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THIS NARRATIVE MUST CHANGE.

YOU WANT HOW MUCH FOR THAT?

When did the narrative about the cost of food change? At what point did we start believing that we could buy a quality chicken for €5.00? At what point did we start believing that a farmer could spend months nurturing a carrot from seed to maturity and we get to pay only .49cent per kilo? When did this crazy narrative about food begin? Somebody is paying the real price for this and it seems likely that it will be us.

We pay it in terms of reduced quality, reduced flavour and probably reduced nutritional value. This author is not qualified to scientifically comment on any of the above however it seems that we have become ‘brainwashed’ into thinking that food should be cheap, cheaper and then some more.

Why is this? We ingest food directly into our bodies. It can make us feel great, invigorated, energised or lethargic and sick. It is incomprehensible that we have got to the stage when we could potentially buy enough food to feed a family of four a meal for the price of a packet of cigarettes. The multiples spend considerable resources on telling us how much we can save on our weekly food shop by buying it ‘cheaper’ from them?

Are we missing something here? This narrative has also spilled over into the realms of eating out. On the national airwaves recently, a woman protested vehemently at the price she had paid for what sounded like a very large ‘full Irish’. Others piled in with ‘horror stories’ of what they were charged in cafes, restaurants and pubs. Can we get real here for a moment? If we decide to cook a fry up at home having paid attention to the quality of what is going on the plate, it is going to cost us in real terms. If we decide to ignore the quality of what is going on the plate from the sausage to the pudding to the eggs, then yes, we could potentially have it for very little money. There is a very large caveat, you are not having to pay rent, rates, commercial electricity charges, water going in and out, wages, VAT, pest control, waste management, parking charges and a very long list of other costs associated with running a business. All of those costs virtually without exception have risen dramatically in the last year.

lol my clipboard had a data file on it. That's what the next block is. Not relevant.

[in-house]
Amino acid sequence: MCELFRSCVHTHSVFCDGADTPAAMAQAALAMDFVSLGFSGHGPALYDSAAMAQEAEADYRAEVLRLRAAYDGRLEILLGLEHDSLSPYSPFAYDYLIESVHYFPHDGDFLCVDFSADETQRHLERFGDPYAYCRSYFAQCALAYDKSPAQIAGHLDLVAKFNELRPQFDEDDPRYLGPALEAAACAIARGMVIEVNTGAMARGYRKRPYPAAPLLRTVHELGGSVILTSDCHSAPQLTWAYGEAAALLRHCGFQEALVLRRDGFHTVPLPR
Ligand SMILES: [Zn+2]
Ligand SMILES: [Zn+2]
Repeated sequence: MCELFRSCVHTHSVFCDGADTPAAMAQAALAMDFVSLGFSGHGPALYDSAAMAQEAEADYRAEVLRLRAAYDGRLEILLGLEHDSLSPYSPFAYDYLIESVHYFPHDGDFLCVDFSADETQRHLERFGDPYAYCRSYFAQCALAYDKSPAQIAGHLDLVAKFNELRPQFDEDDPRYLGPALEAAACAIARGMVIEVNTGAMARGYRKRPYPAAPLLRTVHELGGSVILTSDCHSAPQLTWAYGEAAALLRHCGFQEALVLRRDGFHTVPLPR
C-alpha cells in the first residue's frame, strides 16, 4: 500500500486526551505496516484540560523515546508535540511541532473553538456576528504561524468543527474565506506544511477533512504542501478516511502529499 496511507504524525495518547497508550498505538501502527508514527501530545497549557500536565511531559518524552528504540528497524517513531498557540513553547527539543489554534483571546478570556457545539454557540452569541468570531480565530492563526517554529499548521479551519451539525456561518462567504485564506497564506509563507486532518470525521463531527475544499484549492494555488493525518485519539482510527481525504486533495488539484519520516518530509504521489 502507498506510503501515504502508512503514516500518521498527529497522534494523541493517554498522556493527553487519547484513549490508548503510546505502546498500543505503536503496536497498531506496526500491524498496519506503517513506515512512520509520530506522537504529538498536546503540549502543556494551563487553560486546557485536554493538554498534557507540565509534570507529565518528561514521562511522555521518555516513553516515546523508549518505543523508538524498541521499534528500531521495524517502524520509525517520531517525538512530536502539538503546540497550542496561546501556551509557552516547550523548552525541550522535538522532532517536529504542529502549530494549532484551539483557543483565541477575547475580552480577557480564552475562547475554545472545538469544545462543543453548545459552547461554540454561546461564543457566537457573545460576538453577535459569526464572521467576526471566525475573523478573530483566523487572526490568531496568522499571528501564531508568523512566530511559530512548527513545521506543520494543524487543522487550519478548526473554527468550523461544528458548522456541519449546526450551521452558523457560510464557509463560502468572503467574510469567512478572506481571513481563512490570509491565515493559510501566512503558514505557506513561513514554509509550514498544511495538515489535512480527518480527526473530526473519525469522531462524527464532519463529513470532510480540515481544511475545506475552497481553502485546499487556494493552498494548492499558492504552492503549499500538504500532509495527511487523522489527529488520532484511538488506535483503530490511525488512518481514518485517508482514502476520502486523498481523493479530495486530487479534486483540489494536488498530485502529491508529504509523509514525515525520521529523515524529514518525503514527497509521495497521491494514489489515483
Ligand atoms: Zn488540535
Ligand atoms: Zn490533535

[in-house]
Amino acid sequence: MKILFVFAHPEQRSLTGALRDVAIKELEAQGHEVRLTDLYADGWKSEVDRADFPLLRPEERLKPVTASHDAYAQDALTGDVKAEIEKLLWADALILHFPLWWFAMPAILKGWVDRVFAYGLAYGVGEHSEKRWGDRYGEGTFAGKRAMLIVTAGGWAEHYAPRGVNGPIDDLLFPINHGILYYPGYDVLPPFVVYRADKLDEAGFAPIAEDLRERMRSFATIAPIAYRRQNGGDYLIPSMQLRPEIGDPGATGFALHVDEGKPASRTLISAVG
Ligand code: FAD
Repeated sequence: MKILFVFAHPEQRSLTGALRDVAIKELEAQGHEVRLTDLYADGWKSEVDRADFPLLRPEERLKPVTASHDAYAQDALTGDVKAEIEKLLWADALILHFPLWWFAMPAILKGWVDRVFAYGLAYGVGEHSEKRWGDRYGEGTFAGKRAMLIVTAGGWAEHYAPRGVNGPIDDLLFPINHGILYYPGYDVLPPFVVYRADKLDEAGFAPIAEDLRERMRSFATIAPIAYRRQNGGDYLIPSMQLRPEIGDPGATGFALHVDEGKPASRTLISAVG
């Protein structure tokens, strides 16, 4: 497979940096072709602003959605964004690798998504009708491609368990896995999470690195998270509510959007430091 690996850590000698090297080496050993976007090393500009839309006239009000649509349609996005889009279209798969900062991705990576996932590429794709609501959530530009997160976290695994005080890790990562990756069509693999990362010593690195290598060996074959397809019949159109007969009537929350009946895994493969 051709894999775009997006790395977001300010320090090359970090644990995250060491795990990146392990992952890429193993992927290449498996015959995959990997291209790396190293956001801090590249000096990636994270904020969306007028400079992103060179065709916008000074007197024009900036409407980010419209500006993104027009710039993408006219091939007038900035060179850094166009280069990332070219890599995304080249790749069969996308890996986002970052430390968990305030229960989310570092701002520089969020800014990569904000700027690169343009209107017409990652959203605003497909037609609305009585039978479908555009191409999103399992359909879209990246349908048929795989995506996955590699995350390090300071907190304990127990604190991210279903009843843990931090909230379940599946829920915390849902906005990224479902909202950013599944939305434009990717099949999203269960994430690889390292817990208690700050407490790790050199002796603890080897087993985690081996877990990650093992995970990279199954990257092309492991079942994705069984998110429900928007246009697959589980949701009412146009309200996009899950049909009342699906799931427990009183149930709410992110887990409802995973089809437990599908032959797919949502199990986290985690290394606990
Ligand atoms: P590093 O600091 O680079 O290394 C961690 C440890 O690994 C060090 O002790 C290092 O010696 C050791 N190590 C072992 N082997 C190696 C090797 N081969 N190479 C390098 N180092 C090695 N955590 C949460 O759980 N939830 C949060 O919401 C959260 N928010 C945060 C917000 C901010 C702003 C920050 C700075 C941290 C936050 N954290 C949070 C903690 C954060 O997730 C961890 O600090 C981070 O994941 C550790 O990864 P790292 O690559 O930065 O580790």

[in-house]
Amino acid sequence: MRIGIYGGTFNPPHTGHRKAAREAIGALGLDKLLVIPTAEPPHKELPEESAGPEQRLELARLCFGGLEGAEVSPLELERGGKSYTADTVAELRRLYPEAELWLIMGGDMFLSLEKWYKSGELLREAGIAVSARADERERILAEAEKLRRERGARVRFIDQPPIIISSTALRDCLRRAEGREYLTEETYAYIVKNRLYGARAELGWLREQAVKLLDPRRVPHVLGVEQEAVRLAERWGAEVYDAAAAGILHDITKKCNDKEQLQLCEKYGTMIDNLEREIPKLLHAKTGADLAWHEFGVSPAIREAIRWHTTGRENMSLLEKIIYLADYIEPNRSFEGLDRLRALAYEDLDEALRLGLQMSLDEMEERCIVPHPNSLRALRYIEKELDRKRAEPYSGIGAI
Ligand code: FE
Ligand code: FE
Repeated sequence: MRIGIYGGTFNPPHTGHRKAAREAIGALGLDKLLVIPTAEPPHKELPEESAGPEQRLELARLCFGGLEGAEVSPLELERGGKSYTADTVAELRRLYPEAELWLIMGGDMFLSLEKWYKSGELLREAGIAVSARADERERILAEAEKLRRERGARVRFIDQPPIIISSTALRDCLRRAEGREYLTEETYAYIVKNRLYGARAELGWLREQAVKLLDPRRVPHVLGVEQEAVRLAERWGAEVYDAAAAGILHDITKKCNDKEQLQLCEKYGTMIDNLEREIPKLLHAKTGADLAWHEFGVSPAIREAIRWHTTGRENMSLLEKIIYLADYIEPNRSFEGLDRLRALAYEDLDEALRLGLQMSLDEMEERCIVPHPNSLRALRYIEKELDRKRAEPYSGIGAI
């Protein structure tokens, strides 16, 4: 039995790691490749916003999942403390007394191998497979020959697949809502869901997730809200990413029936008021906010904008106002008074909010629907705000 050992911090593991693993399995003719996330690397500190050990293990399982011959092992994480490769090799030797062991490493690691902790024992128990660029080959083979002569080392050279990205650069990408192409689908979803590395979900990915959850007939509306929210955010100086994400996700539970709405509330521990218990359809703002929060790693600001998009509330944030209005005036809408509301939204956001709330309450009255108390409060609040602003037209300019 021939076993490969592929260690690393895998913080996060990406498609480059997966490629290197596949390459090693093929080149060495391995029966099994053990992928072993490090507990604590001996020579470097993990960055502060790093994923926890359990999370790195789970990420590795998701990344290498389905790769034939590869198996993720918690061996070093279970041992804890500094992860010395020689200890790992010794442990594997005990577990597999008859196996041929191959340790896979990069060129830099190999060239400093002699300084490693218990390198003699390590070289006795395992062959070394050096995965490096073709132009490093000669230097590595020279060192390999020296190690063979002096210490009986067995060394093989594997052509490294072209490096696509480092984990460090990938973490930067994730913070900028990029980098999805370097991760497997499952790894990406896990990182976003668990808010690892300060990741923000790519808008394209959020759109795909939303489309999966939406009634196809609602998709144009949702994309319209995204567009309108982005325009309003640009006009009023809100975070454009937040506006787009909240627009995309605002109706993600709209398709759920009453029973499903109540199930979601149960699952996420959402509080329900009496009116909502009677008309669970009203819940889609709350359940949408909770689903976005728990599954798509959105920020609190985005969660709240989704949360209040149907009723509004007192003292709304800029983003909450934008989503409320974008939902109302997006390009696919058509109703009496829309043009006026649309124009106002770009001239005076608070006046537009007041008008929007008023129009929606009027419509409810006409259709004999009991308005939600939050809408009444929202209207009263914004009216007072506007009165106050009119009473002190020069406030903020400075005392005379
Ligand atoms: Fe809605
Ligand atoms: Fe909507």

The choice is entirely ours. If we care enough, we can change this narrative. A quality carrot cannot be grown for .49c a kilo, a quality chicken cannot be bought for €5.00 and a quality ‘full Irish’ cannot be sold for less than it costs the business to produce it. It’s as simple as that. Your thoughts welcome.